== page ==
Alarmingly, 10 out of 22 Arab countries lack MPH programs, which is a critical gap requiring further in-depth studies. We expected more populous countries and those with lower indices of development to offer more MPH programs to meet higher needs for public health workers, but, surprisingly, we found no correlation. The average number of MPH programs is 7 per 100 million population in the 22 Arab states, with a wide variation even among the 12 countries that offer MPH programs (range 2–73 per 100 million). It is noteworthy that the two countries with the highest number of programs per 100 million are Lebanon (73 per 100 million) and oPt (64 per 100 million). The former could be attributed to the dominance of private higher education and the absence of national planning. It is more difficult to interpret the finding for oPt but it could be related to lack of national planning and the difficulty in mobility within the occupied West Bank and East Jerusalem which encouraged local universities to offer their own programs. Egypt presents the other extreme with only two programs for 100 million population. No optimal target is recommended for this indicator and few studies have reported data that allow its computation. Globally, the US probably presents the highest ratio, with 198 accredited MPH programs or 60 programs per 100 million population using World Bank population data in 2019. In China, Hou et al. reported the number of higher education institutes for public health at 11.3 per 100 million in 2012 . In India, a scoping review  reported that there were 44 MPH programs in 2016–17 translating to 3.29 per 100 million assuming a population of 1.339 billion in 2017 .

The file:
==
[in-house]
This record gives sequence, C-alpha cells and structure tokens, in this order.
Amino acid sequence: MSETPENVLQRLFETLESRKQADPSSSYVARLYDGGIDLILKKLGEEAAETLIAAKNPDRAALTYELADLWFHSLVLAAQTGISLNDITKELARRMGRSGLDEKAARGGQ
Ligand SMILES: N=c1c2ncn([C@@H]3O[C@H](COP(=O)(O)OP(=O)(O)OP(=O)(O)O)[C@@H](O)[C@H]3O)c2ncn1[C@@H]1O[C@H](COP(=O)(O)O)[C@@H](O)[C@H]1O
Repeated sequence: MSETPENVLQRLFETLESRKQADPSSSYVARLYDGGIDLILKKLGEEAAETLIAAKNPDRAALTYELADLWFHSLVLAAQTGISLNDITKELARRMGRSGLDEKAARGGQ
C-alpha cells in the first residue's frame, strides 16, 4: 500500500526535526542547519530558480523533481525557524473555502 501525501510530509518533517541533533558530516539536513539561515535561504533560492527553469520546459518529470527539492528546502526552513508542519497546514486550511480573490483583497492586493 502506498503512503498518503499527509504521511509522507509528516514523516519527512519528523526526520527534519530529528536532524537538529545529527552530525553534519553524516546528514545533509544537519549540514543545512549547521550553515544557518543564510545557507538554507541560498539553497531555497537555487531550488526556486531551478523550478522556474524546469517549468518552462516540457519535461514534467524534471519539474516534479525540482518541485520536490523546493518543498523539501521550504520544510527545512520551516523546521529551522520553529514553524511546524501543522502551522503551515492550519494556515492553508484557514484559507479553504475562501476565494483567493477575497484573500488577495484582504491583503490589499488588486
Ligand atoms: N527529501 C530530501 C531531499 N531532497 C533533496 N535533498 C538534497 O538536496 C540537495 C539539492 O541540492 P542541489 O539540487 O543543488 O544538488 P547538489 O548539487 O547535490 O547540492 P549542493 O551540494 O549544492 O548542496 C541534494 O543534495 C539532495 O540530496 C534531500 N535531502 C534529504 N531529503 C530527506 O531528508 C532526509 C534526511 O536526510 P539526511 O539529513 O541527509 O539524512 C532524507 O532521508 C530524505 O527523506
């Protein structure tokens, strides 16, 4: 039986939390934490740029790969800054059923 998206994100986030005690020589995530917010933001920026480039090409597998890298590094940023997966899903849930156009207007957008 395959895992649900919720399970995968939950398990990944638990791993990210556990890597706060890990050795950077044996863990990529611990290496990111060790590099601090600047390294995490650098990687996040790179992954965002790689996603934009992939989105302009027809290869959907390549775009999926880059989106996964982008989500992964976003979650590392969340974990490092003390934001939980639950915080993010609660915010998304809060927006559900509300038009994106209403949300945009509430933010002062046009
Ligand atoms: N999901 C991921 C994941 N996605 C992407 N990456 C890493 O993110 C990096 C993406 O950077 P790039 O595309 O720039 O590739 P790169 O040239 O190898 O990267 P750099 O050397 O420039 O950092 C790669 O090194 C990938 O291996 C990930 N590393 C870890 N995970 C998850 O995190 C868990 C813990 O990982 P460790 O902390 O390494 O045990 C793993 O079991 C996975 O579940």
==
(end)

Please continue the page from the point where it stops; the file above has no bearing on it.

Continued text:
Several factors might explain these observations. The first is the country context. The first three FPH-based MPH developed in different contexts . AUB, a liberal education and private university founded in 1866, was influenced by the US model of graduate public health education in establishing the first standalone school of public health in the region in 1954 (MPH with regional focus initiated 1971) . The University of Alexandria, a public university, established the High Institute of Public Health in 1956 (MPH initiated 1968) under the auspices of the Ministry of Health . Birzeit University’s Institute of Community and Public Health (established 1978, MPH initiated 1996) emerged from the Palestinian social action movement to address the health implications of the Israeli military occupation . Gulf countries were latecomers, initiating MPH programs after 2010, also influenced mainly by the American public health education model; at least one, the MPH program at Gulf Medical University in UAE, developed in collaboration with a US school of public health. The Maghreb countries were influenced by the higher education systems of former colonial powers, namely France and Italy, and these countries did not establish independent faculties of public health or offer an MPH until recently.
International assistance is a second factor. Somalia’s three MPH programs emerged with direct Swedish aid and international support from humanitarian agencies to train local public health professionals to address the health impacts of famine and war . The World Health Organization (WHO) Regional Office for the Eastern Mediterranean supported the initiation of the first MPH in the region, in 1968 at the University of Alexandria to train professionals from Egypt, as well as Arab and African countries . The MPH program at Mauritania’s University of Nouakchott started in 2008 with Spanish aid .